Making a dream home requires complete control of every facet. If you’re going to invest the exorbitant fees and tackle the countless tribulations, the least you ask is to get exactly what you want. The trouble is, knowing exactly what your special sanctuary requires and being able to explain it to the construction crew is no easy feat. Even architects and master builders can get wires crossed – figuratively and literally – so the layperson has little chance of explaining their vision. That’s the point of home design software.
Quality home design programs use a library of pre-loaded objects and common additions to a home. They help you aim for realistic goals, rather than requiring miracles of plumbing or carpentry to accomplish. You can see a rendered home in full color and dimensions so that there’s no confusion when drawing up a statement of work for your contractor. They also help you steal, so that whenever you see a cornice, framing, or cute little bay window build, you can rip that right off and add it to your mind’s little mansion. Here’s the 8 best home design software programs for planning your fantasy abode.
Sweet Home 3D
Most of the programs here are built to make expansive manses with exhaustive grounds. Sweet Home, as the name suggests, doesn’t adopt airs or claim professional grade work. It thinks inside the box, aiming small. 2D and 3D permits exact placement on the grid. This would be more impressive if the exterior work were more exact. Better for designing rooms, tiny houses, and anything focused on indoors work, the quaintness of Sweet Home makes it a small space master. Purchase: Free/Accepts Donations
DreamPlan Home Design Software
A bare-bones builder that gives you a single sample house plan to jump off from, you’ll also find object choices are fairly basic. Though the feature list is cut down, it operates on the same theory as brands like the In-N-Out burger chain. Don’t dress up and polish bad material, but rather craft an exceptional experience that isn’t laden with the pointless. Going in from scratch is not only doable, but a joy. The sense of really being able to create is strong with this program. You might not get all the fringe you hope for, but everything you design with this feels truly yours. Purchase: Free+
As much fun as a digital Lego set without any high costs to keep you out of it, SketchUp is the recommendation for anyone to start their project, since you can pop in and start tinkering in no time. The tutorials are quick, rendering is fun, modeling feels good. Naturally, you’re going to run into a point where the software runs out, but that’s a long ways off. The ability to do 2D models is helpful, especially for anyone coming in with some napkin sketches in hand. Searchable databases of objects make finding similar items to what you desire accessible, if you can often scroll through miles of the wrong architecture. For free, it’s a steal at 40 times the price.
Total 3D Landscape & Deck Premium
Sprawling is the term that comes to mind using Total 3D, and that’s double-edged. There’s a few that come close to the number of sample plans available, but not many. Having that many options up front can be a buffet, which is great if you’re starving, but excessive if you know what you want. Navigation is unfriendly, and the interface is sometimes convoluted as it tries to do a little too much. Streamlined, it would be great. As it is, it’s overly intricate, but there’s worse things out there to be. Purchase: $30+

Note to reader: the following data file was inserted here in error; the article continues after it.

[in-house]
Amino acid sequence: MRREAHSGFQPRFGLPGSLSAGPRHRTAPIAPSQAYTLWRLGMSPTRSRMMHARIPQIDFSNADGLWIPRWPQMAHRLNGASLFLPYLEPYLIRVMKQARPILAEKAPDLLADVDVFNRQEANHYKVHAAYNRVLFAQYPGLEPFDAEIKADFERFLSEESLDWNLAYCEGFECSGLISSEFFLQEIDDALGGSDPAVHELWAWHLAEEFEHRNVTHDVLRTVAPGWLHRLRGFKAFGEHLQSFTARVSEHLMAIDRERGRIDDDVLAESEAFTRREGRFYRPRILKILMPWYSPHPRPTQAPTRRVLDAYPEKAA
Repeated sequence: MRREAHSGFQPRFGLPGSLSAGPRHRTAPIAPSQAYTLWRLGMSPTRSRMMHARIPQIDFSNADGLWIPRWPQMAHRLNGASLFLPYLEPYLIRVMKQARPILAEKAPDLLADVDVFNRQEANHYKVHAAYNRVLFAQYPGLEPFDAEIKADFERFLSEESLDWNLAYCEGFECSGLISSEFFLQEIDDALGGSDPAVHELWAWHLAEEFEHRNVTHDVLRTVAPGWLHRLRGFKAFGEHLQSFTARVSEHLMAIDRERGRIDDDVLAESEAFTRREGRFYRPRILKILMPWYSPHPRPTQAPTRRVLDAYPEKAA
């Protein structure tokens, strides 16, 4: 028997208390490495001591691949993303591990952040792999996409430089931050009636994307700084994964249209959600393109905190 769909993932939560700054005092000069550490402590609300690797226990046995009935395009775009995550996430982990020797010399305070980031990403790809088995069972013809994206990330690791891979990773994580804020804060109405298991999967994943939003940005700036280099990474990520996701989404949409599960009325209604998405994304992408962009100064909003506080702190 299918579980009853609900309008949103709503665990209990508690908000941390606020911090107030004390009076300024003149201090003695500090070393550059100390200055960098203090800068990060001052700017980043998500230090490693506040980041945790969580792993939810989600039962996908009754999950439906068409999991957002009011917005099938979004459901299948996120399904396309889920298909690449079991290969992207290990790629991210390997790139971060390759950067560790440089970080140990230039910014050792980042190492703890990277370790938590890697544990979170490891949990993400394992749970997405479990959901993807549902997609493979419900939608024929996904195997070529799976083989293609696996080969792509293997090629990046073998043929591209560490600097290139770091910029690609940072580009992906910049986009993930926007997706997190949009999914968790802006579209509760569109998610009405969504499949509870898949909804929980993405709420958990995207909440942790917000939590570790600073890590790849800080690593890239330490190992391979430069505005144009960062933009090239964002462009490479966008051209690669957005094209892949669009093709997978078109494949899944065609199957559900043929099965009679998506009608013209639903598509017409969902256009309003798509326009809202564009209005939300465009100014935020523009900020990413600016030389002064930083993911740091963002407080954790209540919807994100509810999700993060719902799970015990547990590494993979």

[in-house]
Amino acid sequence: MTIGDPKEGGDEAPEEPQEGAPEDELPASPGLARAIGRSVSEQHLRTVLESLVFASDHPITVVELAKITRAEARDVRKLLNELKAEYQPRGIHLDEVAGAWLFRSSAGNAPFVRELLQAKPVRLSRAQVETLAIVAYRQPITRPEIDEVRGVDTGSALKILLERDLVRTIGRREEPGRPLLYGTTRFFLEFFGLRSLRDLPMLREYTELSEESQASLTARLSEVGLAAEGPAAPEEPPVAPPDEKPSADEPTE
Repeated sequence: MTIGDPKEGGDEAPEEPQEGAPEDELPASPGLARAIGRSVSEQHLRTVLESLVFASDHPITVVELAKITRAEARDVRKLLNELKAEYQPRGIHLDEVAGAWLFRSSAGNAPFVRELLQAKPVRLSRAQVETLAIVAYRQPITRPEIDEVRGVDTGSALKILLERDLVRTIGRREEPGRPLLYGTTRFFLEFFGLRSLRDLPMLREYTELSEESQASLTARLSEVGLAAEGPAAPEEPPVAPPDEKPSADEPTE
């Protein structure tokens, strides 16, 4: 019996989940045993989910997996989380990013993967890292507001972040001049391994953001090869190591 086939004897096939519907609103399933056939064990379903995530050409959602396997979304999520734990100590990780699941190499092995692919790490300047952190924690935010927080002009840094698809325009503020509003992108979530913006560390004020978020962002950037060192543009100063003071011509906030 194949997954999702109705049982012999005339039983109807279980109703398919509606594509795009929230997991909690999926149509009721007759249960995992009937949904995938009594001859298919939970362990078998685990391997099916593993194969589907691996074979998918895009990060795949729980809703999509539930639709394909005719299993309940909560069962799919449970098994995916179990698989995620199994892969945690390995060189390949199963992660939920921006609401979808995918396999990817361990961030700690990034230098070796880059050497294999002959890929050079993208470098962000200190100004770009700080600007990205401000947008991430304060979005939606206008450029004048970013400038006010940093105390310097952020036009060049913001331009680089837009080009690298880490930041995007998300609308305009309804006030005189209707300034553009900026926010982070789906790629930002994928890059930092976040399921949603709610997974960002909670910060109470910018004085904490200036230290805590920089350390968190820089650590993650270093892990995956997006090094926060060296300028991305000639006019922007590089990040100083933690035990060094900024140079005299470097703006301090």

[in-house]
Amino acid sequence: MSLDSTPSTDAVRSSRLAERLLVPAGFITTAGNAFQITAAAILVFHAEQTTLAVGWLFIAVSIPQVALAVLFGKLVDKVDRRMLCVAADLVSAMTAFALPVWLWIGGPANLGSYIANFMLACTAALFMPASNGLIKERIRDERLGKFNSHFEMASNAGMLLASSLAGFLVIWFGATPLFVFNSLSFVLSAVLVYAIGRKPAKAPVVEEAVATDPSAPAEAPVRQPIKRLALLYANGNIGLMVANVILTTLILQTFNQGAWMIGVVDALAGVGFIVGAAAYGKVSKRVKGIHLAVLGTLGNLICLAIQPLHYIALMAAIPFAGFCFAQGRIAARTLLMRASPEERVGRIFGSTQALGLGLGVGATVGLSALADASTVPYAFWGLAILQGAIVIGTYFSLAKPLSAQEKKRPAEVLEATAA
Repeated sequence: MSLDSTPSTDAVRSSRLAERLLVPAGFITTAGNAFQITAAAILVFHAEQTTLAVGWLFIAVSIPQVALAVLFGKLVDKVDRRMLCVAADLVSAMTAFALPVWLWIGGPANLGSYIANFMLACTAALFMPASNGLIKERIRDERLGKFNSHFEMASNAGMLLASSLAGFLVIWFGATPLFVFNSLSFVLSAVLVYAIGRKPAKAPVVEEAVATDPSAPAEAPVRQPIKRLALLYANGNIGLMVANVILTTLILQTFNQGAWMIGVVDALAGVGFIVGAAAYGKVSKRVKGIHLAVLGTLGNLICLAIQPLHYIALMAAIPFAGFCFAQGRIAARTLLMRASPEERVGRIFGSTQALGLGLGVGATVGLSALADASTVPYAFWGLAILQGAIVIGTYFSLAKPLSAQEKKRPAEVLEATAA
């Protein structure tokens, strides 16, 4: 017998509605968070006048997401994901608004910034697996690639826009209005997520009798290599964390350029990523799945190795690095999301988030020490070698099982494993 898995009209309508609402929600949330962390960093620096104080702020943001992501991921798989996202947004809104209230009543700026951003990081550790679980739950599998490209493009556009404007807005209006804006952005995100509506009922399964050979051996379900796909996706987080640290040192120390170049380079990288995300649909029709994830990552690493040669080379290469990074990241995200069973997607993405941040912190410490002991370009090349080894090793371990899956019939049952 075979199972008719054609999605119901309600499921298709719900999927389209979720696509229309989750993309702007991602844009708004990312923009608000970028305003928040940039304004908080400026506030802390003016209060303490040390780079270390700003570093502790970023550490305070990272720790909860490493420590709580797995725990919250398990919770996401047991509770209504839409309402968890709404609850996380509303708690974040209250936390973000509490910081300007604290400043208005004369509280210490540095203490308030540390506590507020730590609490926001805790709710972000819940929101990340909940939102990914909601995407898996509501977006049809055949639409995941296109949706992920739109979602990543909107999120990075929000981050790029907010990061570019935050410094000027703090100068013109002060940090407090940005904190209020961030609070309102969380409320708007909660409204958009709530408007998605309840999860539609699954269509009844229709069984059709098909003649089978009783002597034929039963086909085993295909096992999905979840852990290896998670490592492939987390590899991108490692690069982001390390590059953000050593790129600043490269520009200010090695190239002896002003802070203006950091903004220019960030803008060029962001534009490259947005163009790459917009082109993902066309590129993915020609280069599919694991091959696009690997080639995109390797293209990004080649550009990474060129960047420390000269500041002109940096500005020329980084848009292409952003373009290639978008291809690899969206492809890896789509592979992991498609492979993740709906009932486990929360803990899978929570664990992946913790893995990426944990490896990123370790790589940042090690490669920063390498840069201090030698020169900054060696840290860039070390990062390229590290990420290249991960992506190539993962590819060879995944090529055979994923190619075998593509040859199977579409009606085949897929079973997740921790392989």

Chief Architect Home Designer
Let the words “Chief Architect” stand out to you, as getting this is going to be a little bit of an undertaking. It’s extremely powerful, giving you spectacular 3D renderings, so long as you RTFM. Do not go in cold or you’ll find the feeling to be limited, since all the good stuff requires some fancy book-learnin’ to get right. The support is astonishing, and you can work with the community of other DIY designers to get input and advice that will save you a bundle when going to see the architect. Purchase: $59-$495
Home Designer Suite
The Home Designer Line is your Cadillac software. There are a few versions, and they are all damn good. The content is deep, giving you more than you could hope to need, unless you do this for a living. Dense and complicated, to reach all the glorious additions that come with Home Designer, you’re going to need to make a serious investment of time. From house to landscape, if you put in the hours to make this hop to your every whim it will reward you grandly. If you hope to put something together in an afternoon, or a week, this is a punishing mistress without mercy. Purchase: $80+
Virtual Architect Ultimate
With wizards for everything, from your kitchen to your roof, there’s a lot of sandboxes in which to play with Visual Architect. It’s complex, requiring a learning curve to master. Once you’ve gotten it, you’ll be able to fly along, crafting professional home layouts that are far above what most software can render. Beginning life as HGTV Ultimate Home Design, this program has gone through several changes. At each phase it’s picked up new tricks, building upon the past. Fat has been trimmed and the long development time in the saddle has truly paid off. If you can stand to learn to work it, Visual Architect can top anything else on the board. Purchase: $100
TurboFloorPlan Home & Landscape Pro
Focus more on the words “FloorPlan” than “Home & Landscape” in the title. It’s able to do layouts like a champion and has an interface that feels natural, the way you can always find things in a well-designed kitchen.
On the matter of landscaping and design, there’s a few holes. Namely, placeable objects and plants are lean, meaning you’ll get the broad strokes, but tweaking the refinements aren’t ideally done here. being able to start fast and get results, or painstaking plot every point is nice for the Sunday user and the purist. Purchase: $100